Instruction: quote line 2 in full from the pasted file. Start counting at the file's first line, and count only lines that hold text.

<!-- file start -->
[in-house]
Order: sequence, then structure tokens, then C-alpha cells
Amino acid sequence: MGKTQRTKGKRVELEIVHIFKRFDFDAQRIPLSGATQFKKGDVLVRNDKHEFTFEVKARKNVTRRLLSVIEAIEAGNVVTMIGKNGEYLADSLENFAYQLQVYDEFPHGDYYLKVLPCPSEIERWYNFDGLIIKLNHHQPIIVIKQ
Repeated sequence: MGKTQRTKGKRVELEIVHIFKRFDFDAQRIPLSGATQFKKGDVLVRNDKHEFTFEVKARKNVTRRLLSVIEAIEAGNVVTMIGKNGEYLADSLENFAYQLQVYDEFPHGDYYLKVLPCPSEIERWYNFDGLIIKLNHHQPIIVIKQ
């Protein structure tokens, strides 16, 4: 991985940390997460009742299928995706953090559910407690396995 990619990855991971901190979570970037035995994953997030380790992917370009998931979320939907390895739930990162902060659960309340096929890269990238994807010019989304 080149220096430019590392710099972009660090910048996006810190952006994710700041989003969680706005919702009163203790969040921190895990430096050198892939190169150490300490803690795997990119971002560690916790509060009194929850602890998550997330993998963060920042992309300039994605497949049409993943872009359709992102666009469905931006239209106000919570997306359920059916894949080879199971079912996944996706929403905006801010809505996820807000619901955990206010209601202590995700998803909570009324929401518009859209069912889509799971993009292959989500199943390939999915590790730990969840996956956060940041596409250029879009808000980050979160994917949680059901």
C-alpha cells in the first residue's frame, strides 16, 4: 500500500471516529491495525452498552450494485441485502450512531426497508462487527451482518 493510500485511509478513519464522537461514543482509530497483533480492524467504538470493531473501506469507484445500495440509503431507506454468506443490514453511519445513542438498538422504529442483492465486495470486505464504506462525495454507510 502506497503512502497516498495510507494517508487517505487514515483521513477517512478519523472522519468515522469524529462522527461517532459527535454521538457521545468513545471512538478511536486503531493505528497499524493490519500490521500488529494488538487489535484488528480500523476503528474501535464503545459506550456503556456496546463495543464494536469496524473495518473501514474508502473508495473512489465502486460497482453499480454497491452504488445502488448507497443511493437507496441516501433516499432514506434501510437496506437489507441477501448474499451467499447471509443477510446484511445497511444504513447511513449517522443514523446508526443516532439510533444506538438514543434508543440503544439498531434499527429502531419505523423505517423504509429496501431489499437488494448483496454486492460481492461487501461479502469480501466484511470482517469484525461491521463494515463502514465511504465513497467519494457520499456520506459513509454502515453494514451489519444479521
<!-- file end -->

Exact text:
Order: sequence, then structure tokens, then C-alpha cells